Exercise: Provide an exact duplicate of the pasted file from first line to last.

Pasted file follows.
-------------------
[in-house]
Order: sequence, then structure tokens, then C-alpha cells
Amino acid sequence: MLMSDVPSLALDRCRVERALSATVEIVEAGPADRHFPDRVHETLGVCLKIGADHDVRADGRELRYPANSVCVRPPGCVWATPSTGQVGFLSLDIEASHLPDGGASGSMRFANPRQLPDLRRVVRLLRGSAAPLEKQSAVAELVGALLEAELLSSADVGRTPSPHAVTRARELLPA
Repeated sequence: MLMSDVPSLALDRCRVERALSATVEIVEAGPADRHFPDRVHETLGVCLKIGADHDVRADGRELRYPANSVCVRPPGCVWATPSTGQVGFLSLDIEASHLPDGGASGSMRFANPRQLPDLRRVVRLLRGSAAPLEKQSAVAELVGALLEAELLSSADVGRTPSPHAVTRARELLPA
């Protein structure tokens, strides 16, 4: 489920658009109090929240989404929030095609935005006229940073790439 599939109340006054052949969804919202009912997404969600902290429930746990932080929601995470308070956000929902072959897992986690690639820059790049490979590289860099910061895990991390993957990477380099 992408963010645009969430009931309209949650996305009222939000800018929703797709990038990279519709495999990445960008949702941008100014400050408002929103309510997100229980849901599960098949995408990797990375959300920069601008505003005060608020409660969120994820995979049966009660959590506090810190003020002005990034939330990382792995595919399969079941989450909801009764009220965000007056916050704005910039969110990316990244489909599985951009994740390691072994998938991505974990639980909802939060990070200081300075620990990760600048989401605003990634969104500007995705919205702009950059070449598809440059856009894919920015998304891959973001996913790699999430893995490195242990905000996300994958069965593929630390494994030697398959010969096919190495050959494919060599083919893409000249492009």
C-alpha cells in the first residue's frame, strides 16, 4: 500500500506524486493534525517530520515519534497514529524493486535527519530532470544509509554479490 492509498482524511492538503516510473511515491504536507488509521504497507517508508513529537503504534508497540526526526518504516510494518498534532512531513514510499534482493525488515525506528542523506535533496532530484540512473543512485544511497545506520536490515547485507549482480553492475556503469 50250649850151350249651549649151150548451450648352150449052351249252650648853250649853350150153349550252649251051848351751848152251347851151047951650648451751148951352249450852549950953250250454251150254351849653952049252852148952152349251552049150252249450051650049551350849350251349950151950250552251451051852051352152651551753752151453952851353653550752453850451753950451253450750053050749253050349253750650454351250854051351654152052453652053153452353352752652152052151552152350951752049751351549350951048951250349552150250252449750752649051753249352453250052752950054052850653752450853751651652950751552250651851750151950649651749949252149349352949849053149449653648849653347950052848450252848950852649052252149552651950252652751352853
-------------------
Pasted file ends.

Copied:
[in-house]
Order: sequence, then structure tokens, then C-alpha cells
Amino acid sequence: MLMSDVPSLALDRCRVERALSATVEIVEAGPADRHFPDRVHETLGVCLKIGADHDVRADGRELRYPANSVCVRPPGCVWATPSTGQVGFLSLDIEASHLPDGGASGSMRFANPRQLPDLRRVVRLLRGSAAPLEKQSAVAELVGALLEAELLSSADVGRTPSPHAVTRARELLPA
Repeated sequence: MLMSDVPSLALDRCRVERALSATVEIVEAGPADRHFPDRVHETLGVCLKIGADHDVRADGRELRYPANSVCVRPPGCVWATPSTGQVGFLSLDIEASHLPDGGASGSMRFANPRQLPDLRRVVRLLRGSAAPLEKQSAVAELVGALLEAELLSSADVGRTPSPHAVTRARELLPA
């Protein structure tokens, strides 16, 4: 489920658009109090929240989404929030095609935005006229940073790439 599939109340006054052949969804919202009912997404969600902290429930746990932080929601995470308070956000929902072959897992986690690639820059790049490979590289860099910061895990991390993957990477380099 992408963010645009969430009931309209949650996305009222939000800018929703797709990038990279519709495999990445960008949702941008100014400050408002929103309510997100229980849901599960098949995408990797990375959300920069601008505003005060608020409660969120994820995979049966009660959590506090810190003020002005990034939330990382792995595919399969079941989450909801009764009220965000007056916050704005910039969110990316990244489909599985951009994740390691072994998938991505974990639980909802939060990070200081300075620990990760600048989401605003990634969104500007995705919205702009950059070449598809440059856009894919920015998304891959973001996913790699999430893995490195242990905000996300994958069965593929630390494994030697398959010969096919190495050959494919060599083919893409000249492009």
C-alpha cells in the first residue's frame, strides 16, 4: 500500500506524486493534525517530520515519534497514529524493486535527519530532470544509509554479490 492509498482524511492538503516510473511515491504536507488509521504497507517508508513529537503504534508497540526526526518504516510494518498534532512531513514510499534482493525488515525506528542523506535533496532530484540512473543512485544511497545506520536490515547485507549482480553492475556503469 50250649850151350249651549649151150548451450648352150449052351249252650648853250649853350150153349550252649251051848351751848152251347851151047951650648451751148951352249450852549950953250250454251150254351849653952049252852148952152349251552049150252249450051650049551350849350251349950151950250552251451051852051352152651551753752151453952851353653550752453850451753950451253450750053050749253050349253750650454351250854051351654152052453652053153452353352752652152052151552152350951752049751351549350951048951250349552150250252449750752649051753249352453250052752950054052850653752450853751651652950751552250651851750151950649651749949252149349352949849053149449653648849653347950052848450252848950852649052252149552651950252652751352853